Wednesday, August 2, 2017


When you realize how little time you get, 
you do more with the time you have. 

Beside a layer of dust, relics of our late (incredibly admirable) granddads and an ancient photo of our homestead, there is a jar of rocks sitting on a side table in our living room. 

Frankly, I don't pay much attention to the jar, until I hear Caroline moving it around and then I move quickly. A jar of that size and weight could surely hurt a girl so small. 

But when Caroline's activity forces me over to that area of our home,  the jar - and all that it represents - tends to hit me square on the chin. 

You guys. I need stitches.

The glass jar is filled with 936 rocks.

936 rocks represent the number of weekends you have with your child before they go to college. 
Our church gave us this jar and asked us to remove a stone each weekend, so that we can recognize the number of weekends we have left to teach and guide our daughter before she frequents a space where we aren't always around.

When you realize how little time you get, 
you do more with the time you have. 

I thank you for reading this blog right now.  Sincerely
You are supporting me in more ways than you know. 

But I want you to put down your phone, close your iPad or shut down your computer and look around you. 

(but not until you read this next part!!)

Time is so limited. 
Time is so, so, so, so, so limited.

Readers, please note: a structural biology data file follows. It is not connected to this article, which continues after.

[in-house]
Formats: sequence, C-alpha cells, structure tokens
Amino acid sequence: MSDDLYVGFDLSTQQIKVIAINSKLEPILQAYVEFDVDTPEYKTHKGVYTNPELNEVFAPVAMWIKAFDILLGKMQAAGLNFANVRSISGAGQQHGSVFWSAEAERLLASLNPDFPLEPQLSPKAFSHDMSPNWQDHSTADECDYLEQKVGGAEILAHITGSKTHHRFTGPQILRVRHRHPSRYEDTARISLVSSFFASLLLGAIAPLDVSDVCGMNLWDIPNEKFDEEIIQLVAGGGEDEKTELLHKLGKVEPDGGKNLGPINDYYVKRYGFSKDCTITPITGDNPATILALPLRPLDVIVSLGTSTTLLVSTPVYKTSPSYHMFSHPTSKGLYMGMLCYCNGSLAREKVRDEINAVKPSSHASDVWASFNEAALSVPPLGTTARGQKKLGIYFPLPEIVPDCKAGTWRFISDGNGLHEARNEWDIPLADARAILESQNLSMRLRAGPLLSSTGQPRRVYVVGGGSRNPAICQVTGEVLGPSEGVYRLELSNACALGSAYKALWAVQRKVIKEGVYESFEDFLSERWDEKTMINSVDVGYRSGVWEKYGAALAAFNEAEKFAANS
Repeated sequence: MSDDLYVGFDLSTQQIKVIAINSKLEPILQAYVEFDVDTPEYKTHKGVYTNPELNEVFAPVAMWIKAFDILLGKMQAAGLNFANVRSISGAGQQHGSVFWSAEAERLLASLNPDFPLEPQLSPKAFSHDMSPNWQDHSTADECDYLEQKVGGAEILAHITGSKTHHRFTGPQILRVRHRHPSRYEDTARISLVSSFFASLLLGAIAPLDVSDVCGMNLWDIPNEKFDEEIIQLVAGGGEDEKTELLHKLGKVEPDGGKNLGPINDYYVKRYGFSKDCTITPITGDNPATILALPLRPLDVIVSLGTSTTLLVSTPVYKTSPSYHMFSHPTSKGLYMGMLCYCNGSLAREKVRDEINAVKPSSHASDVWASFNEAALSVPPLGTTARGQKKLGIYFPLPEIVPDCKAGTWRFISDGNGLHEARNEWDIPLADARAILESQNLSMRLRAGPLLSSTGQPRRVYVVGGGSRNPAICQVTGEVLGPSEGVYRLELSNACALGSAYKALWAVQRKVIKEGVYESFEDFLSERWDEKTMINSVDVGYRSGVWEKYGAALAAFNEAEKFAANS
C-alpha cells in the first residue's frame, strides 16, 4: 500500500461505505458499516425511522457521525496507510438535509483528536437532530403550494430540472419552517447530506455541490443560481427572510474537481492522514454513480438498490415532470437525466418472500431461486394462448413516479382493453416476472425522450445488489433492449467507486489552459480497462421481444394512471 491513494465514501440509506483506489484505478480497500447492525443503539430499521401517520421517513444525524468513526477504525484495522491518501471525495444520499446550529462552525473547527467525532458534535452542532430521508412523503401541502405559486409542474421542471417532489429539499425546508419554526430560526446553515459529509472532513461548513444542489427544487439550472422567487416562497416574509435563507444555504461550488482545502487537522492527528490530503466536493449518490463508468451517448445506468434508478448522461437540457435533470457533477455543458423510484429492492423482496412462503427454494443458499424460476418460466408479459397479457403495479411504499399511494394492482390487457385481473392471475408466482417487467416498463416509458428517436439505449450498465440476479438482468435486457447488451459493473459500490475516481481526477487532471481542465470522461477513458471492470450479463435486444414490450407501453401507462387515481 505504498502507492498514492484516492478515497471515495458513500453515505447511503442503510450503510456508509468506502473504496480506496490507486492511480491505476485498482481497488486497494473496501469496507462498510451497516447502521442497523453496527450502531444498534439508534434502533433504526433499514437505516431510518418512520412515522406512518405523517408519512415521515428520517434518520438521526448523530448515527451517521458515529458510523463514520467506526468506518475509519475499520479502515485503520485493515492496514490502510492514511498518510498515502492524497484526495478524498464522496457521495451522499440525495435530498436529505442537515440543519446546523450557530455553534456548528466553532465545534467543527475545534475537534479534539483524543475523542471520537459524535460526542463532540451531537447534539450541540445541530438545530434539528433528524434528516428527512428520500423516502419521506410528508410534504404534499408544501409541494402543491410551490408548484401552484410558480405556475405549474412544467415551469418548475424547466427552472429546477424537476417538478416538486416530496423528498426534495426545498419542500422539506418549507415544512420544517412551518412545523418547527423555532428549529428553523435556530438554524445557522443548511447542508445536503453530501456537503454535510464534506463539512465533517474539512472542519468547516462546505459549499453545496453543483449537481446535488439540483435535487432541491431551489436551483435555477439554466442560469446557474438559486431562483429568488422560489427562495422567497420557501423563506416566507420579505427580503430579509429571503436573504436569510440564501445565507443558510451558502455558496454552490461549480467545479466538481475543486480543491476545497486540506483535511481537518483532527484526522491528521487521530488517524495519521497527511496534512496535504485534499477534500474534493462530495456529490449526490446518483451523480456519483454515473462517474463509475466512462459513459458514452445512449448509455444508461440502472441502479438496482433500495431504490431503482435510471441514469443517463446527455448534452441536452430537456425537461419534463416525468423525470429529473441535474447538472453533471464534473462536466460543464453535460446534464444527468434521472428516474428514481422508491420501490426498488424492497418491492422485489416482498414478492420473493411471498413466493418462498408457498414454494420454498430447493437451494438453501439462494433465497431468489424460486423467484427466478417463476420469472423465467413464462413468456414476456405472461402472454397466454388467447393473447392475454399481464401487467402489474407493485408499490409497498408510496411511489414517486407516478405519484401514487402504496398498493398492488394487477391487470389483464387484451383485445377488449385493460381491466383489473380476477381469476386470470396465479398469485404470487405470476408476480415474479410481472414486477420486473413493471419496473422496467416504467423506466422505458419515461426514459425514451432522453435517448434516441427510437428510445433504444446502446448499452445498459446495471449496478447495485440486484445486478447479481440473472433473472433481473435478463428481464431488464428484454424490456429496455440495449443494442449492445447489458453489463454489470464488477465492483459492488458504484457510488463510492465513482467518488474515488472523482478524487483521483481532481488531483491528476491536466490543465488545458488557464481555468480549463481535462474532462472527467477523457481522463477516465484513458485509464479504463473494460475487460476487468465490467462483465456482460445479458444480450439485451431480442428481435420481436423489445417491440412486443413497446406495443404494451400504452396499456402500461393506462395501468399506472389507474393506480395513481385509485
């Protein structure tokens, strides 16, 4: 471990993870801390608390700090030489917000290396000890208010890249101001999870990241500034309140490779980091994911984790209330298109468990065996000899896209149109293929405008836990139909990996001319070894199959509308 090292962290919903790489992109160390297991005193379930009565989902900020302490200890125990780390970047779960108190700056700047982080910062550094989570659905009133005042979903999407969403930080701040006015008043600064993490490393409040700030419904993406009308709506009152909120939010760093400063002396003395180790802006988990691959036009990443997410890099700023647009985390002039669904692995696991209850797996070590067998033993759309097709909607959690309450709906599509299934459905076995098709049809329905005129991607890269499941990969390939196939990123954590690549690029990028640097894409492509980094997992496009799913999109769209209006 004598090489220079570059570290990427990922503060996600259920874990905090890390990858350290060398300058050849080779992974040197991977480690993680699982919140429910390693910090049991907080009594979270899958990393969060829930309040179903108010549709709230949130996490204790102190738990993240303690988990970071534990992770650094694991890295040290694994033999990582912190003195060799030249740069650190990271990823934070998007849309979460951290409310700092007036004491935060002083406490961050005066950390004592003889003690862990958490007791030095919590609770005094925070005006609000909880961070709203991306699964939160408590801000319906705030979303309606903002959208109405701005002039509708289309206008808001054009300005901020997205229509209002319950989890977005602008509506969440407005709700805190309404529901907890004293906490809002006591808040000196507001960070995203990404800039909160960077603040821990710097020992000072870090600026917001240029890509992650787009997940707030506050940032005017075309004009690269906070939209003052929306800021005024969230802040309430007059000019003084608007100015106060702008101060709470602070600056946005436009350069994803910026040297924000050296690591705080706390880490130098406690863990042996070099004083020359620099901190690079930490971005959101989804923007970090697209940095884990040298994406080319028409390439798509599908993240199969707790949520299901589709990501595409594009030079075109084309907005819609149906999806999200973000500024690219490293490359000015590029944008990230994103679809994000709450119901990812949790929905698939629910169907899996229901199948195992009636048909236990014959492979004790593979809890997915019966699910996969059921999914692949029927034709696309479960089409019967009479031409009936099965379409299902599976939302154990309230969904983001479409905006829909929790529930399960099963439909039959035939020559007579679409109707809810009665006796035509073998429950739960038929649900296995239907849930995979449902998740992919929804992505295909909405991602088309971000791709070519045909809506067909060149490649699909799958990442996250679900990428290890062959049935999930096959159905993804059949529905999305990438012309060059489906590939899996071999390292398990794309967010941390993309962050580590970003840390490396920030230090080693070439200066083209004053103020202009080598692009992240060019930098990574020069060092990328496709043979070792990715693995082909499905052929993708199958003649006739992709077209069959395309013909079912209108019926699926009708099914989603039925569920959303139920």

With those we love, and those we need, and those we miss in a way we didn't know we could. 

If we have 936 weekends with Caroline between birth and when she moves to college, and we received this jar less than two months before her first birthday, and I'm writing this more than a month later................I think we basically have 3 weeks left together as a family before I have to do her first college visit. 
But I'm not good at math, so that may be off a bit. 

The point is: time moves really quickly. 

And I know that days are long and you dread the Mondays and you crave the weekends but each minute of those long hours comprise your life and the time you have left with the really amazing people that make up your story. 

I haven't taken a single stone out of Caroline's jar. 
Honestly, I think it would give me anxiety to see the bottom of the barrel. 
I cry when the I see the bottom of the Rocky Road tub - add babies to this deal and I'm DONE. 
Instead, I skip blogs, I skip sleep and I use more dry shampoo than a 32-year-old mother should ---- it saves me time, darn it. 

But I don't miss first words and first touches and first bruises (we have a lot of those these days). 

Today I want you to put down your phone, close your iPad or shut down your computer and look around. 

Nothing on this screen is comparable to those around you. 


When you realize how little time you get, 
you do more with the time you have.

Quit lookin' at my rocks. 
Go love your own. 

Thursday, July 13, 2017

Parenthood: Year One

We're now the proud parents of a one-year-old, and if the first year is indication of how the rest of them will go: 

Fasten your seat belts, folks, 
and keep all limbs inside the vehicle.
This ride is fast

Wow - year one went quickly. 

Mostly because this is how we spent the first twelve months:

Month One
Month one was mostly spent learning how to function on church lady meals (amazing), three-minute showers and way too much daytime television. It was spent trying to come to terms with the fact that I would likely never sleep again. Month one was mostly spent with Caroline and I crying a lot, Cody wondering what the heck happened to his bride and me washing baby clothes so big, I never thought she'd grow into them. Month one was spent wrapping her in a blue light blanket and praying for a good outcome. Month one was spent losing the same cup of coffee multiple times. It was spent counting my blessings until I fell asleep. Month one was my favorite month. 

Month Two